Take a bit of time to watch this video made by the Congress for New Urbanism. It explains why America has become so suburbanized and car obsessed. Building codes generally forbid building mixed used development as a way to avoid “the hassles of city life.” Having building codes where only one type of zone (such as commercial or residential) separates these different types of areas from being integrated together. In my mind the stratification caused by consistent one-type zoning is similar to the Jim Crow laws- a regression and obstacle for integration and social equity.

This video puts a lot of emphasis on low carbon emission neighborhoods, and I believe they are targeting the wrong characteristics and benefits of New Urbanism. Yes, low carbon is good but it likely isn’t a primary deciding factor of most Americans. Americans would rather live in somewhere exciting- a place that is unique in its own right. Some people might like where they live because it’s a small town. Others might like where they live because they have little space to maintain, or a lot of space for a large house with a large backyard and pool. Economists have always said you cannot explain preferences of people, so urban planners need to account for the different living styles some prefer. This is the greatest challenge for planners. At the same time very few Americans have lived in a planned New Urbanist/ Old Urbanist/ Traditional Neighborhood style environment, and have yet to decide if it is good or not, only the connotation formed by their previous experiences. Hopefully some of these videos will change some minds.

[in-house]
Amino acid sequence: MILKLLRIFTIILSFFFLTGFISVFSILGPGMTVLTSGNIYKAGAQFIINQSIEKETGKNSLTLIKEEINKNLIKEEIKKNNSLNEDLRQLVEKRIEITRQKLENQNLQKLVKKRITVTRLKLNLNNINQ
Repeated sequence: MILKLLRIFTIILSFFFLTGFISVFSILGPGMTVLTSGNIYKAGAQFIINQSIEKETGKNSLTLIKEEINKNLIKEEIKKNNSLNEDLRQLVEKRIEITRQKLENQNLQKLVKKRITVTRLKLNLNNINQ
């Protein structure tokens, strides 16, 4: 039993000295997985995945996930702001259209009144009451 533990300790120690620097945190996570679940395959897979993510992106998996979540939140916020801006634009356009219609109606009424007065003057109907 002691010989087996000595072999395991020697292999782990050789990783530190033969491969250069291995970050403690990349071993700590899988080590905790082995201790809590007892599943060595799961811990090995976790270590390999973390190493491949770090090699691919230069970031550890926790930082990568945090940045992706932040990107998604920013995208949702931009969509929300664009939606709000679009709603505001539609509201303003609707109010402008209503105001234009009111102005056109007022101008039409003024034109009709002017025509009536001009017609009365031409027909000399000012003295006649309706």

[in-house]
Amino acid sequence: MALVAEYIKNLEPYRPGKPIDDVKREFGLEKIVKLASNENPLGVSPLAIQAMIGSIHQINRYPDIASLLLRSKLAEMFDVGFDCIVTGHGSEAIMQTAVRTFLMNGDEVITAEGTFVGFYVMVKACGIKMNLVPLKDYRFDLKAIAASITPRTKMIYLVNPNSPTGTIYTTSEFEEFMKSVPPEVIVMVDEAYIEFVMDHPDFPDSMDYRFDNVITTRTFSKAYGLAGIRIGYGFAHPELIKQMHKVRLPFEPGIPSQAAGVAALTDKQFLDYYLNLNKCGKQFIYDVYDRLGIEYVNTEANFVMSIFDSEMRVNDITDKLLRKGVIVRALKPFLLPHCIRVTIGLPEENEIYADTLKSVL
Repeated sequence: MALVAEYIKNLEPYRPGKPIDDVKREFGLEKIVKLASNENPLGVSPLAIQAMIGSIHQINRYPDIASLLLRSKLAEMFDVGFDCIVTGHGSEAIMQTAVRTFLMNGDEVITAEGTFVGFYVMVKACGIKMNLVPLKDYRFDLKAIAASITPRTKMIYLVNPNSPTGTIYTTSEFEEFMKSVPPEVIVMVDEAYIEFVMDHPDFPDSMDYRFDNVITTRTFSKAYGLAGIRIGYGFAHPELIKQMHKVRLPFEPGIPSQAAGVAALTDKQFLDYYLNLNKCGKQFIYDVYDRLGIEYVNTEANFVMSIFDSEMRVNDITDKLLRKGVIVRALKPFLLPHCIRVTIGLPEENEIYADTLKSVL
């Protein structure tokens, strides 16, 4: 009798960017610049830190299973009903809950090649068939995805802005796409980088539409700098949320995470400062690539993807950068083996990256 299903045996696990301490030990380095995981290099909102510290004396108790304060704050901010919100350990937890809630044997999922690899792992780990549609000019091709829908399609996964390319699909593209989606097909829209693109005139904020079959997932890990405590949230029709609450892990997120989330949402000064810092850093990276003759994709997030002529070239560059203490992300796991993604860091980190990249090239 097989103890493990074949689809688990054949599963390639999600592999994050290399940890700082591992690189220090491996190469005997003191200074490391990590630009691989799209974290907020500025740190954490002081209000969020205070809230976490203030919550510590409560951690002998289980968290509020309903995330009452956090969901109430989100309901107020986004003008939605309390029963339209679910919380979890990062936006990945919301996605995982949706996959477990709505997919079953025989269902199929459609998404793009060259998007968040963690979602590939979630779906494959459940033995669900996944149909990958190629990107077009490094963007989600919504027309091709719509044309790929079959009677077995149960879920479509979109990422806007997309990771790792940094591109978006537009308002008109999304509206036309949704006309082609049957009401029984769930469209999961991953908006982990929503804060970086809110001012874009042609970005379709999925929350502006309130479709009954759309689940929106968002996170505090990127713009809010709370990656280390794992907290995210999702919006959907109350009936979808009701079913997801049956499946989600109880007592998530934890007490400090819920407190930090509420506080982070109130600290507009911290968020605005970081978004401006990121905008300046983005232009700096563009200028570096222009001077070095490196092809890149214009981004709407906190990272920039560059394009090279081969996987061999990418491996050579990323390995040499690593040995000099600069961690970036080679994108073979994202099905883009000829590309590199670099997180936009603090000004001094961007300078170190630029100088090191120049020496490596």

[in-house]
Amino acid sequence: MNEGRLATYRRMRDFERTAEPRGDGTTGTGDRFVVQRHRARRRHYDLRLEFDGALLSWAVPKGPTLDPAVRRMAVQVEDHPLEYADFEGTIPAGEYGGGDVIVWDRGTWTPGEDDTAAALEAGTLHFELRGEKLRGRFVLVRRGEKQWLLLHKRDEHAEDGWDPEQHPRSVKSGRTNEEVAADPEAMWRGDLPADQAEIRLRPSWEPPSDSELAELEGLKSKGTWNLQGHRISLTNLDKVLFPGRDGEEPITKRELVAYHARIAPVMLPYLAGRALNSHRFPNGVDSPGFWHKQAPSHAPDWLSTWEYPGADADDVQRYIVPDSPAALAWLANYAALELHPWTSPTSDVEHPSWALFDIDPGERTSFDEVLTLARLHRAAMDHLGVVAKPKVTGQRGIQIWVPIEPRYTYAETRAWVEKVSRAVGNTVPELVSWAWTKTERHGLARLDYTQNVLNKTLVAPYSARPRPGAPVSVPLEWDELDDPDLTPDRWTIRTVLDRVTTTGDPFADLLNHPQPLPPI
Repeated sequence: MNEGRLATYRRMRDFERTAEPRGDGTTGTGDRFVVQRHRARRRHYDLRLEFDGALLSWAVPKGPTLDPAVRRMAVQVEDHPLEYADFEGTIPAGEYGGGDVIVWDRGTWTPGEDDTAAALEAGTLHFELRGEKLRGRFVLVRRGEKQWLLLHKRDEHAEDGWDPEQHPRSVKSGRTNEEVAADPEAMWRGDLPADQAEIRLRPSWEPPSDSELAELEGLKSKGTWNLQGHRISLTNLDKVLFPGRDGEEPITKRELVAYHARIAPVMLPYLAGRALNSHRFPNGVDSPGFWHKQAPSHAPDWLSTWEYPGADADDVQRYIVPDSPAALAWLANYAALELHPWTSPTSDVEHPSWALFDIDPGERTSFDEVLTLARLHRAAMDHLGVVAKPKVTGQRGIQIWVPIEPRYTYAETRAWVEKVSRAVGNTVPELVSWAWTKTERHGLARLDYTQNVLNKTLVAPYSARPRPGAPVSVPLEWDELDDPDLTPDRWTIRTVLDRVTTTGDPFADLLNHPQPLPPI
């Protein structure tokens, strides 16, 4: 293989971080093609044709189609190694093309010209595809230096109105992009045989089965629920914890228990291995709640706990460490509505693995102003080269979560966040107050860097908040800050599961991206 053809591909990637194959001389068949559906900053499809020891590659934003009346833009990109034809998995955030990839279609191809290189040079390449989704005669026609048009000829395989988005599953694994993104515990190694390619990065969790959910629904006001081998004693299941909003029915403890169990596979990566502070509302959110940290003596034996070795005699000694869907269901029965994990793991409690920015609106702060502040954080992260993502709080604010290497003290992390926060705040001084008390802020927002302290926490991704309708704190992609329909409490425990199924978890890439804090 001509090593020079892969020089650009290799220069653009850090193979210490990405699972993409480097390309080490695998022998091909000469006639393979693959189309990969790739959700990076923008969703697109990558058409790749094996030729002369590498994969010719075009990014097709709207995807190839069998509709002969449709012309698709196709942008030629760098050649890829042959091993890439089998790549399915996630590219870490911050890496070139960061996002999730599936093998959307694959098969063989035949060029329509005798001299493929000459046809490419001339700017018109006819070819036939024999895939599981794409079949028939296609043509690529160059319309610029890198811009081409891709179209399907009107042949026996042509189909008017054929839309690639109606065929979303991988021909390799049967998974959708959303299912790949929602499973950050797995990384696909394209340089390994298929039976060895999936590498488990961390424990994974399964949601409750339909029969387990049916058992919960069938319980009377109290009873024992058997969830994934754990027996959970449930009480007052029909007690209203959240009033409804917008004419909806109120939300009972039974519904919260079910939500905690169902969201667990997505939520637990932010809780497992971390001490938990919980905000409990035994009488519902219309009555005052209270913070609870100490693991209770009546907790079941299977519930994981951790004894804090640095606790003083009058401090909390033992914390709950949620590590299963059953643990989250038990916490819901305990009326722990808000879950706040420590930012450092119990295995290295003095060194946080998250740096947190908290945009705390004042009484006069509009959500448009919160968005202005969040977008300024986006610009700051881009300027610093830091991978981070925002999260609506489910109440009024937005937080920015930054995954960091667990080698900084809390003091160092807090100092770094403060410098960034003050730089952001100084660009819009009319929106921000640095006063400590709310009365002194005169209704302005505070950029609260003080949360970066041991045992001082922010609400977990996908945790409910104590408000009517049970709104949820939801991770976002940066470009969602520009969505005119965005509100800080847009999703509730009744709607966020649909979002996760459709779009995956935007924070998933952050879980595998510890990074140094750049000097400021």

Max Stember-Young, Rutgers University Student Intern, VERTICES LLC

For additional information on New Urbanism, check out www.newurbanism.org

Revisiting Community Visioning in Lexington, KY

A view of the rehabilitated area in Lexington, KY www.city-data.com

A view of the rehabilitated area in Lexington, KY http://www.city-data.com

Lexington, KY has been a city of earlier discussion on this site, so I thought it would be a good idea to revisit the city. One of the main sections of the city, the area surrounding Triangle Park, had been severely under utilized. Like a typical American city, disinvestment in the downtown areas in favor of suburban areas left this area of Lexington in need of a make over. But residents did not want to scrap the old architecture that had stood for many years and was part of the culture of the city. Instead, buildings in Victoria Square were allowed to stay even amongst new building codes thanks to the willingness of a few local preservation and revitalization advocates.

What had been a haven for rats, pigeons, graffiti, and the homeless, has now been transformed into an enjoyable square with restaurants and studio apartments overlooking Triangle Park.

The revitalization of this area of Lexington is a great example of how planning a community with the involvement of local residents can be a great tool for a successful rehabilitation project.

Take a moment to look at the picture (from http://www.city-data.com) above. Notice how nearly all the buildings are 3 stories, each building has a small relatively small building street fronts, and the buildings are real close together (in fact they are touching). This is typical of older style urban design and is very desirable for people. The streetscape of small banners, lights, and trees also contributes to this being a desirable area, and is an sample for good urban design.

Max Stember-Young, Rutgers University Student Inter, Vertices, LLC